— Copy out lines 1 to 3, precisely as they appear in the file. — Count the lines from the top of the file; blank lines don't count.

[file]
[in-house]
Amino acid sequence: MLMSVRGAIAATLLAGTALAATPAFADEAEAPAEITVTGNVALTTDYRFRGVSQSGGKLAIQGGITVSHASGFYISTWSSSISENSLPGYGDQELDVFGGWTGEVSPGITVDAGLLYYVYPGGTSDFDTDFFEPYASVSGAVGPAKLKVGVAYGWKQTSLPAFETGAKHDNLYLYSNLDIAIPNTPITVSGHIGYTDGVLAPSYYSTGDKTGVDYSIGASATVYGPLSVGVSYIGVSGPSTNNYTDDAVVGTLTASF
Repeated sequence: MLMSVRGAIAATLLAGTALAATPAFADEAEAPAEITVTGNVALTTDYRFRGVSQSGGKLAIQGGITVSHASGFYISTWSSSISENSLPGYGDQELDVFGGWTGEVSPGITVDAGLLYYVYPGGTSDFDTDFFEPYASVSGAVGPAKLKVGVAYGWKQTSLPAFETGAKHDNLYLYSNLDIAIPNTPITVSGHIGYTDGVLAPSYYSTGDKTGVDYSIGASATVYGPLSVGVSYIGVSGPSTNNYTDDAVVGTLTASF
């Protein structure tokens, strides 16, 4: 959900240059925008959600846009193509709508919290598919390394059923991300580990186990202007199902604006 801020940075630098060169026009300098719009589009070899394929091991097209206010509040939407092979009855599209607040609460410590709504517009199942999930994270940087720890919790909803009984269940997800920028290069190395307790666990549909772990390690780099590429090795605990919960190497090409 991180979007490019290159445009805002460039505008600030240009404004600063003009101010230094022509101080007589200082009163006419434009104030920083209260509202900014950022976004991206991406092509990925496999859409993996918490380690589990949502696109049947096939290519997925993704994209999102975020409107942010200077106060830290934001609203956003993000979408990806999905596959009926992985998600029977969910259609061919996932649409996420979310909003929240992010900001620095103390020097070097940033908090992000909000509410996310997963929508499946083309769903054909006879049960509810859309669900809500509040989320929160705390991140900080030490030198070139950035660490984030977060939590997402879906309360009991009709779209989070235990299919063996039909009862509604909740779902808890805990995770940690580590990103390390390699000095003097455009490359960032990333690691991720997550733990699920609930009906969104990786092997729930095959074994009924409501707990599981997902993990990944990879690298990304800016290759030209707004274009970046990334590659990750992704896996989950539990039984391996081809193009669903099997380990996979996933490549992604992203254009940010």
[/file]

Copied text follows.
[in-house]
Amino acid sequence: MLMSVRGAIAATLLAGTALAATPAFADEAEAPAEITVTGNVALTTDYRFRGVSQSGGKLAIQGGITVSHASGFYISTWSSSISENSLPGYGDQELDVFGGWTGEVSPGITVDAGLLYYVYPGGTSDFDTDFFEPYASVSGAVGPAKLKVGVAYGWKQTSLPAFETGAKHDNLYLYSNLDIAIPNTPITVSGHIGYTDGVLAPSYYSTGDKTGVDYSIGASATVYGPLSVGVSYIGVSGPSTNNYTDDAVVGTLTASF
Repeated sequence: MLMSVRGAIAATLLAGTALAATPAFADEAEAPAEITVTGNVALTTDYRFRGVSQSGGKLAIQGGITVSHASGFYISTWSSSISENSLPGYGDQELDVFGGWTGEVSPGITVDAGLLYYVYPGGTSDFDTDFFEPYASVSGAVGPAKLKVGVAYGWKQTSLPAFETGAKHDNLYLYSNLDIAIPNTPITVSGHIGYTDGVLAPSYYSTGDKTGVDYSIGASATVYGPLSVGVSYIGVSGPSTNNYTDDAVVGTLTASF